The amount of sublease space on the market. While everyone agrees that sublease space is not the cause of high vacancy rates, it has added to the inventory of available suites. “Historically, disposition space/sublease space is something in the range of 10 percent of the total inventory of space that is available, and across the country today that number is more like 25 percent,” Schlegel explains.
Speculative leasing prior to the economic depression. Long before anyone was predicting an economic downturn, companies were experiencing rapid growth and business success. As far as the eye could see, the prospect for the future was positive. “When the economy was rolling, companies were leasing quite a bit more space than they needed in anticipation of continued, rapid growth. They were inventorying additional office space. When the bubble burst, it significantly increased the impact,” says David K. Reed, senior vice president, Development/ Marketing, Lincoln Property Co., Dallas. Companies were leasing space for the future and locking in on rates they thought were only headed in one direction – up. Much of this space is now on the market and available for sublease.
Markets that weren’t diversified have suffered. When the fall of the dotcoms occurred, the domino effect it had on real estate was nowhere more evident than in the cities that gave birth to the phenomenon. Markets like San Francisco, San Jose, Dallas, and Atlanta suffered significantly because of heavy reliance on leases from high-tech companies. “Any market that is heavily dependent on a single industry will see profound consequences on real estate when that industry has a significant downturn,” Schlegel notes. Evidence of this is the high vacancy rate in the Dallas/Ft. Worth area. As of the end of 2002, the two were running between 25 and 30 percent.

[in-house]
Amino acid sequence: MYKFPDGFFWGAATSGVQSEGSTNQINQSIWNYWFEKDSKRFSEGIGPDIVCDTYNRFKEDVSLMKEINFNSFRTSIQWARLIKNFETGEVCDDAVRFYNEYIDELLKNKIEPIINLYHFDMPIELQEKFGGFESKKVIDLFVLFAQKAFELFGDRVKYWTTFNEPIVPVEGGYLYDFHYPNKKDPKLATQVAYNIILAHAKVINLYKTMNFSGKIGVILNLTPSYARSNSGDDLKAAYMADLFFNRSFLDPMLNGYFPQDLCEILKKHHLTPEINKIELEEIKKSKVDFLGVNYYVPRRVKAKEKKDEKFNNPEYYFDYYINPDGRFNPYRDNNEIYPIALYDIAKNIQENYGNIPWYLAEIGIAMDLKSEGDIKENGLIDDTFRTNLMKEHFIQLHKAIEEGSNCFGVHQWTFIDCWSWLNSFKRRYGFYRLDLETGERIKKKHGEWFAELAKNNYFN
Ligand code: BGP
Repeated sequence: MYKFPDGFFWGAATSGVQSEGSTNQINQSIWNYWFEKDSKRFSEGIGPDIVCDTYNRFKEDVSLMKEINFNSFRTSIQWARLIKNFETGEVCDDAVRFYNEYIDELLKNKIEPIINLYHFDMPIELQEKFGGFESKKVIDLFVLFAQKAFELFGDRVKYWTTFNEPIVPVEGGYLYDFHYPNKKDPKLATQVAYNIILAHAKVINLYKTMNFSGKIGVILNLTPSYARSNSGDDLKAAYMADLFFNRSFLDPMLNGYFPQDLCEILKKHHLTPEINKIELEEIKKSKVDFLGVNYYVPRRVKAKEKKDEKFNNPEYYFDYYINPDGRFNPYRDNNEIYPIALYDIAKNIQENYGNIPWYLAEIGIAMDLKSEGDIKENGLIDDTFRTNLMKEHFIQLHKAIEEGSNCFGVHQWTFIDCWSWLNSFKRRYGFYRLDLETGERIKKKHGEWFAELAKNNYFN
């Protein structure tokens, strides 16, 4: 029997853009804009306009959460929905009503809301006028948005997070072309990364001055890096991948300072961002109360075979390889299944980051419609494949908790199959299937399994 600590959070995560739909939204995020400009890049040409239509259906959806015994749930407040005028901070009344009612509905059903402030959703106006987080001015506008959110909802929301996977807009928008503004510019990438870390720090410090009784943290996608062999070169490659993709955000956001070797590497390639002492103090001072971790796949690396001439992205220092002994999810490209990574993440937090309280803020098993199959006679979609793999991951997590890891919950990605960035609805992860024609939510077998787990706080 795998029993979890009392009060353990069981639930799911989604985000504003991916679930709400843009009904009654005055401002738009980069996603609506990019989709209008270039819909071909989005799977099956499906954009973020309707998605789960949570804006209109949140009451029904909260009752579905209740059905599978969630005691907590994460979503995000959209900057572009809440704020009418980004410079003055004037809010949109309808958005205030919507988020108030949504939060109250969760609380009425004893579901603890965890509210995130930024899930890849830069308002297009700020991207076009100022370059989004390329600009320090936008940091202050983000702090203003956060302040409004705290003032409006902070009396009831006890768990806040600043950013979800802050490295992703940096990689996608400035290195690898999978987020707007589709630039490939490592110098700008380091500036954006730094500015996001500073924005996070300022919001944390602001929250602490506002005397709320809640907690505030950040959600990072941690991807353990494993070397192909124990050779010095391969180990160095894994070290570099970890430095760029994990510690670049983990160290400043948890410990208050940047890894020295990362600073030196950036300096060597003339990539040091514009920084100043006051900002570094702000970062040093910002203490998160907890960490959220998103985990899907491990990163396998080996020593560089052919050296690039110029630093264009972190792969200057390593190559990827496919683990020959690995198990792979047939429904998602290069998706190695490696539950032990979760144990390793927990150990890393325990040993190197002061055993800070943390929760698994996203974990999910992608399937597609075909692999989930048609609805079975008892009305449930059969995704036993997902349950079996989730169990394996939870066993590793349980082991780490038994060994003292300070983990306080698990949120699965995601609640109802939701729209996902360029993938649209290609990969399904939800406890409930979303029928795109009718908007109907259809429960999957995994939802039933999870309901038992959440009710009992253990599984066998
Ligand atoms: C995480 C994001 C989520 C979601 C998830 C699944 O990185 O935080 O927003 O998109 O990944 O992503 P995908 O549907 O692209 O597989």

Reluctance to sign new leases. Among predictions that the war in Iraq would not be as swift as originally planned, the lack of business confidence has resulted in some hesitancy to finalize lease agreements. According to Schlegel, “The pace of decisions has become much more protracted than when the market was hot. Any significant real estate decision that has financial consequences on a firm tends to be evaluated over much longer periods of time and occasionally goes away after awhile.”
Comparing this Recession
Real estate recessions in the last few decades have typically been the result of an overbuilt marketplace. While the suburban markets can truthfully use this excuse to rationalize their high vacancies, overbuilding is not the prevailing cause of the current recession. “The CBDs in the late ’80s had a lot of speculative construction and then when the recession hit in the early ’90s, vacancy rates were much higher than they are now,” says James Delmonte, assistant director of Research, Cushman & Wakefield, New York City. Delmonte attributes today’s less significant vacancy rate to the frequency of pre-leasing activity in CBDs during recent years.